Finance and Stuff

Thoughts on finance and other stuff by Johan Lindén

Tag: risk-avert

Speculative Stocks

Most first-time investors and gamblers seem to focus on high beta stocks or markets, such as oil prospecting companies or the Russian stock market. In the article in the link below there is an explanation why there may be a negative downside to this besides just higher volatility.

[…] People who bet on horse races bet on the long-shot horses more than would be justified by the actual odds of winning (and conversely bet less than they should on the favorite horses). The story generally goes like this: Horse-racing bettors have difficulty evaluating small differences in outcome probabilities, for example the difference between a 1-in-50 odds horse and a 1-in-100 odds horse. That’s a 2% probability of winning versus a 1% probability of winning. This results in a large proportion of bettors placing too high of a bet on the longer odds because the potential winnings appear larger in that case.

The logic behind this behavior is most likely applicable to other markets of uncertainty such as the stock market.

http://isharesblog.com/blog/2012/06/05/a-lesson-in-minimum-volatility-gleaned-at-the-horse-races/

Fixed or Adjustable Mortgage Rate

Two questions regarding mortgage (home) loans.
Why are most people having adjustable mortgage rates on their home loans?
Is it better to have adjustable or fixed rate?

There are mainly two reasons why people choose adjustable mortgage rate:

  1. Because, an adjustable rate is mainly lower, since you have to pay an insurance premium for knowing your rate beforehand and will not end up with negative (or positive) surprises. You have secured your price of living at a certain rate. Secondly;
  2. since rates have steadily gone down for the last fifteen year or so, the bet to secure at a higher rate have been a losing bet. And since most home buyers memory have only seen interests going down and house prices going up, this is what they will define as a normal state of things.

The typical home buyer do now have the knowledge or understanding that interest rates have been much higher historically and most were not thinking of rates when rates were 15%, just back in the 90’s.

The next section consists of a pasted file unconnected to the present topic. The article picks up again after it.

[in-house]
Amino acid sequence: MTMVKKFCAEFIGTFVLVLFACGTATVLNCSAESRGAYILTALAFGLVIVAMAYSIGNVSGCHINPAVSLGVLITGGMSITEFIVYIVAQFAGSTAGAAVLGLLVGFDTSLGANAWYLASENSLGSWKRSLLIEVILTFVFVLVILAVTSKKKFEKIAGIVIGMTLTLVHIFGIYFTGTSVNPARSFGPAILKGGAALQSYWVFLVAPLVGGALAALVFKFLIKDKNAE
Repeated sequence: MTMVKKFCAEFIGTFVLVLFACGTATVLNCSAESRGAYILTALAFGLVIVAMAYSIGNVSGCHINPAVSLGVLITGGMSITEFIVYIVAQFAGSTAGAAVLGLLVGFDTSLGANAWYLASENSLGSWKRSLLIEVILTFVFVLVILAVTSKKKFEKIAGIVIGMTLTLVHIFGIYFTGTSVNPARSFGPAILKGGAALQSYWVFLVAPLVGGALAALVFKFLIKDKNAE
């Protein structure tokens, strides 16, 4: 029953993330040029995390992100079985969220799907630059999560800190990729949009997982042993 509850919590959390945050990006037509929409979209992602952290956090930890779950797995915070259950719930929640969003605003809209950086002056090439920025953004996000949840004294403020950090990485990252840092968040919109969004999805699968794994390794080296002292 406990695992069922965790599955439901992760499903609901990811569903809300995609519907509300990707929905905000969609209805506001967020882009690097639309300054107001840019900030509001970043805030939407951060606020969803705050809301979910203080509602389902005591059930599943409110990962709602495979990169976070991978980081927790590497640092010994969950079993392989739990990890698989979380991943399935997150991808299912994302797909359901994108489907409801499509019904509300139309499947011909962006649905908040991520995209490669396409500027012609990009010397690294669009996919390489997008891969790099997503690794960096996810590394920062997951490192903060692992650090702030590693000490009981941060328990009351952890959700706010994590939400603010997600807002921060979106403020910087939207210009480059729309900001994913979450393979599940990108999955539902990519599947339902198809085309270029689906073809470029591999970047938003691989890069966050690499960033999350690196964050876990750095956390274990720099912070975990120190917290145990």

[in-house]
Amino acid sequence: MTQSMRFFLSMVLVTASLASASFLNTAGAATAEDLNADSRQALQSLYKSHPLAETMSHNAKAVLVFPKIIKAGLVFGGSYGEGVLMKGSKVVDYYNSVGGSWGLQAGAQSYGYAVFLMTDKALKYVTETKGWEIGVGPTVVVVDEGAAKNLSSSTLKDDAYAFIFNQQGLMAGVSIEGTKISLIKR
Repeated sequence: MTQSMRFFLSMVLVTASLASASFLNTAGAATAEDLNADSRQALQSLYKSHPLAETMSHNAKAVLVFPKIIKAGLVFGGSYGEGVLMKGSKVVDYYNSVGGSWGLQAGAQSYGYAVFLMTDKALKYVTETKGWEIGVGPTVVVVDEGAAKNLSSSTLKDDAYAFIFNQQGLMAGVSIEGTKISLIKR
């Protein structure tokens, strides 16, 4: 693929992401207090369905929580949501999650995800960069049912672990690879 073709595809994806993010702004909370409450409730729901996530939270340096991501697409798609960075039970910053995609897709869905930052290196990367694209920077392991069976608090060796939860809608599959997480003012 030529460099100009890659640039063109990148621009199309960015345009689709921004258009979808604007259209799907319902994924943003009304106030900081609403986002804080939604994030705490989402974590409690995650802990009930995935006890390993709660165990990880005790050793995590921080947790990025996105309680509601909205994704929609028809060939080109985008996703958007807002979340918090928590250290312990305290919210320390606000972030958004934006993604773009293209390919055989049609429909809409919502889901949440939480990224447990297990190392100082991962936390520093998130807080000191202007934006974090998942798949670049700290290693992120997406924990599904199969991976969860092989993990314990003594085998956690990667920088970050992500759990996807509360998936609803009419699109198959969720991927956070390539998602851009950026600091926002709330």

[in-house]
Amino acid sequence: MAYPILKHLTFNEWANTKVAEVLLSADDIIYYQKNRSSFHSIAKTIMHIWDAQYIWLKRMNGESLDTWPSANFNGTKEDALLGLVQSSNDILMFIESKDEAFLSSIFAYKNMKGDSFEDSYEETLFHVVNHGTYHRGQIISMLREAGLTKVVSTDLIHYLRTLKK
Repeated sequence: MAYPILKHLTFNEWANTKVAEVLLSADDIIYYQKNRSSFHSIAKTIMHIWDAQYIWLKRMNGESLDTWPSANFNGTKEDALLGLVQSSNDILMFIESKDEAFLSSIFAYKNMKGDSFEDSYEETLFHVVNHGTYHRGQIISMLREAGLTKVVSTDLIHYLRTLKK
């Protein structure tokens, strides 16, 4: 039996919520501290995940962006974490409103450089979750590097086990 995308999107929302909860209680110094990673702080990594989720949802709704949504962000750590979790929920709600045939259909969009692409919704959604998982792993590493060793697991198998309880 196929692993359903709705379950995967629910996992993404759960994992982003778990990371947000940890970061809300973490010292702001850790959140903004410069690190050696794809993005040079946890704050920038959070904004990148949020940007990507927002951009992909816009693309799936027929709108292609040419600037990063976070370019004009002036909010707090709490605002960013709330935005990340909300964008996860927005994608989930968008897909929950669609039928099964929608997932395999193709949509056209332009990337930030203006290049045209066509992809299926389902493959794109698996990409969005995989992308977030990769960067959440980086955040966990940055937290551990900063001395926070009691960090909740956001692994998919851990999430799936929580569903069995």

Another misconception is that they will be able to change to a fixed rate later on if rates go up. No such luck. If rates are going up, they will not be able to fix their rate at todays low level. They must then fix it at a higher level or continue speculating that rates will remain low, thus ruining the whole idea about keeping the cost of living low and decrease risk. What all this basically means is that when choosing an adjustable rate you are speculating with your home as security that rates will go down or remain neutral.

When choosing a time-period, do not choose 2 or 3 years, since then you are only insured from spiking interest rates for that period. Choose a period for as long as you need to make payments for the house, thus knowing your cost of living for that period instead of running the risk of ugly surprises. The government will not bail you out. They only do that to the really big and stupid risk-takers that have million-dollar-bonuses every year.

When choosing a fixed mortgage rate today, you get the lowest fixed rates in the history of mankind, and pay the smallest premium ever compared to the adjustable rate. So instead of taking the risk to double the cost of your living, fixing your rate seems like a pretty good deal of you ask me.

Below a chart comparing the long 30-year-old rate (blue) and the short prime rate (orange).

adjustable fixed mortgage rate home loan

Reproduced with the permission of Mortgage-X.com

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